Get breaking news alerts via email

Click here to manage your alerts

Navajo language, traditions are celebrated at this school
Bilingual » Students see value in keeping culture alive.
First Published Feb 15 2014 11:16 pm • Last Updated Feb 16 2014 08:45 pm

Editor’s note: This story accompanies a look at efforts to transform Monument Valley High School. Read the main story here.

Join the Discussion
Post a Comment

Dorothy Bigman, one of Monument Valley High’s first graduates, now teaches its students the Navajo language using the tribe’s wealth of games and songs.

After one class, in which three girls play a shoe game against three boys, Bigman teaches a class with just two students: Caitlyn Black and Richelle Sloan.

Black reads aloud a story she has written in Navajo about a big, strong deer. She says she wants to master her native language so she’ll be more valuable in the health care industry.

"They’ll want Navajo speakers to translate," says Black, a junior who hopes to attend the University of Utah and eventually become a pediatrician. She speaks Navajo with her grandmother at home.

Monument Valley High also has a Navajo culture teacher, and a hogan beside the school provides a traditional space for ceremonies, such as when a medicine man sought healing for a teacher seriously injured in a collision last fall.

Each summer, the school hosts ‘Ndahoo’ahh, a two-week cultural program showcasing Navajo crafts.

Bigman graduated from Monument Valley in 1985, two years after the school opened, and returned as a teacher 16 years ago after earning bachelor’s and master’s degrees in education.

Even students such as Sloan, who didn’t earn Navajo while growing up in Tuba City, Ariz., pick up the language fast, says Bigman.

story continues below
story continues below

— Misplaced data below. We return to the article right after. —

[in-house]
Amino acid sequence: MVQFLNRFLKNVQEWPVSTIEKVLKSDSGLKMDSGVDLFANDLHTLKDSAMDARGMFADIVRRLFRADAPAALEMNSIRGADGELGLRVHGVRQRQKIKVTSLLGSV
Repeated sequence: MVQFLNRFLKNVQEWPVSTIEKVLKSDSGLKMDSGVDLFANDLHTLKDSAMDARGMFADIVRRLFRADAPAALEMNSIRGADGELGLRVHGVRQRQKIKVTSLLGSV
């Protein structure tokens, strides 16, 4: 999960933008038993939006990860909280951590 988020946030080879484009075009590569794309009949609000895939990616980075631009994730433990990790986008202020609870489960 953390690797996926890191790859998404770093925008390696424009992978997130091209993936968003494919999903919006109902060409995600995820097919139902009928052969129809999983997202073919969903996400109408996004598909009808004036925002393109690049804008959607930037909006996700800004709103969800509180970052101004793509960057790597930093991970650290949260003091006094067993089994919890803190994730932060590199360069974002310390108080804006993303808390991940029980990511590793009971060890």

Sloan, a senior, came to Monument Valley to live with the family of her boyfriend a year ago, after their son was born.

His parents insisted she learn Navajo, and she’s happy they did.

"It’s part of us," she says. "When you speak Navajo, you feel whole, like part of you is not missing."

Copyright 2014 The Salt Lake Tribune. All rights reserved. This material may not be published, broadcast, rewritten or redistributed.

Top Reader Comments Read All Comments Post a Comment
Click here to read all comments   Click here to post a comment

About Reader Comments

Reader comments on sltrib.com are the opinions of the writer, not The Salt Lake Tribune. We will delete comments containing obscenities, personal attacks and inappropriate or offensive remarks. Flagrant or repeat violators will be banned. If you see an objectionable comment, please alert us by clicking the arrow on the upper right side of the comment and selecting "Flag comment as inappropriate". If you've recently registered with Disqus or aren't seeing your comments immediately, you may need to verify your email address. To do so, visit disqus.com/account.
See more about comments here.
Staying Connected
Contests and Promotions
  • Search Obituaries
  • Place an Obituary

  • Search Cars
  • Search Homes
  • Search Jobs
  • Search Marketplace
  • Search Legal Notices

  • Other Services
  • Advertise With Us
  • Subscribe to the Newspaper
  • Access your e-Edition
  • Frequently Asked Questions
  • Contact a newsroom staff member
  • Access the Trib Archives
  • Privacy Policy
  • Missing your paper? Need to place your paper on vacation hold? For this and any other subscription related needs, click here or call 801.204.6100.